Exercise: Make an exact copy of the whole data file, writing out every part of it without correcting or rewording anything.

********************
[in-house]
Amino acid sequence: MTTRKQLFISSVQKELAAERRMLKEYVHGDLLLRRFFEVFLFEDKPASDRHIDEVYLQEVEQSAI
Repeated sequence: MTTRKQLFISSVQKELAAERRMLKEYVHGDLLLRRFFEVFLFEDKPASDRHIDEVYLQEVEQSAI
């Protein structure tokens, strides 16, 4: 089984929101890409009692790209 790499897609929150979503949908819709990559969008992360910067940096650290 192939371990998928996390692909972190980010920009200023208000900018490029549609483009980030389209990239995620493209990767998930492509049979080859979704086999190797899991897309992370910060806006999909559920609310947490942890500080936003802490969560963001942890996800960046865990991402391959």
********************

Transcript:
[in-house]
Amino acid sequence: MTTRKQLFISSVQKELAAERRMLKEYVHGDLLLRRFFEVFLFEDKPASDRHIDEVYLQEVEQSAI
Repeated sequence: MTTRKQLFISSVQKELAAERRMLKEYVHGDLLLRRFFEVFLFEDKPASDRHIDEVYLQEVEQSAI
């Protein structure tokens, strides 16, 4: 089984929101890409009692790209 790499897609929150979503949908819709990559969008992360910067940096650290 192939371990998928996390692909972190980010920009200023208000900018490029549609483009980030389209990239995620493209990767998930492509049979080859979704086999190797899991897309992370910060806006999909559920609310947490942890500080936003802490969560963001942890996800960046865990991402391959």